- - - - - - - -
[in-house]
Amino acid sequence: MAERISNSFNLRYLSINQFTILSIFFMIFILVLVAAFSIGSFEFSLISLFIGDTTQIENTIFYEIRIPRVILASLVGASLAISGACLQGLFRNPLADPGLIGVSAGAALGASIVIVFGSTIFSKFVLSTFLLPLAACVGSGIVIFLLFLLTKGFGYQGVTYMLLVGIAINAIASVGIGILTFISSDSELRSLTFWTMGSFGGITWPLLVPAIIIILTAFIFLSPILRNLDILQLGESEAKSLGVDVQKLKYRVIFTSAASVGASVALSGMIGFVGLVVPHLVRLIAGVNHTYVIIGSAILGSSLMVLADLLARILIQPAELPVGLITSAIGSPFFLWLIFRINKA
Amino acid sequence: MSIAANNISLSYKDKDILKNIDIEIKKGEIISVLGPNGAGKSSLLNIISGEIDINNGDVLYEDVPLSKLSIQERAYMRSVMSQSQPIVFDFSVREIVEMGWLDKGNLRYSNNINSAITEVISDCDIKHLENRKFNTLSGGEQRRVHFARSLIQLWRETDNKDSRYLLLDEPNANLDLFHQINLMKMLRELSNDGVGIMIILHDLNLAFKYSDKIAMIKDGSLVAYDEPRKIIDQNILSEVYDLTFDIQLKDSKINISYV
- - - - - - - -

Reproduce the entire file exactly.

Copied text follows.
[in-house]
Amino acid sequence: MAERISNSFNLRYLSINQFTILSIFFMIFILVLVAAFSIGSFEFSLISLFIGDTTQIENTIFYEIRIPRVILASLVGASLAISGACLQGLFRNPLADPGLIGVSAGAALGASIVIVFGSTIFSKFVLSTFLLPLAACVGSGIVIFLLFLLTKGFGYQGVTYMLLVGIAINAIASVGIGILTFISSDSELRSLTFWTMGSFGGITWPLLVPAIIIILTAFIFLSPILRNLDILQLGESEAKSLGVDVQKLKYRVIFTSAASVGASVALSGMIGFVGLVVPHLVRLIAGVNHTYVIIGSAILGSSLMVLADLLARILIQPAELPVGLITSAIGSPFFLWLIFRINKA
Amino acid sequence: MSIAANNISLSYKDKDILKNIDIEIKKGEIISVLGPNGAGKSSLLNIISGEIDINNGDVLYEDVPLSKLSIQERAYMRSVMSQSQPIVFDFSVREIVEMGWLDKGNLRYSNNINSAITEVISDCDIKHLENRKFNTLSGGEQRRVHFARSLIQLWRETDNKDSRYLLLDEPNANLDLFHQINLMKMLRELSNDGVGIMIILHDLNLAFKYSDKIAMIKDGSLVAYDEPRKIIDQNILSEVYDLTFDIQLKDSKINISYV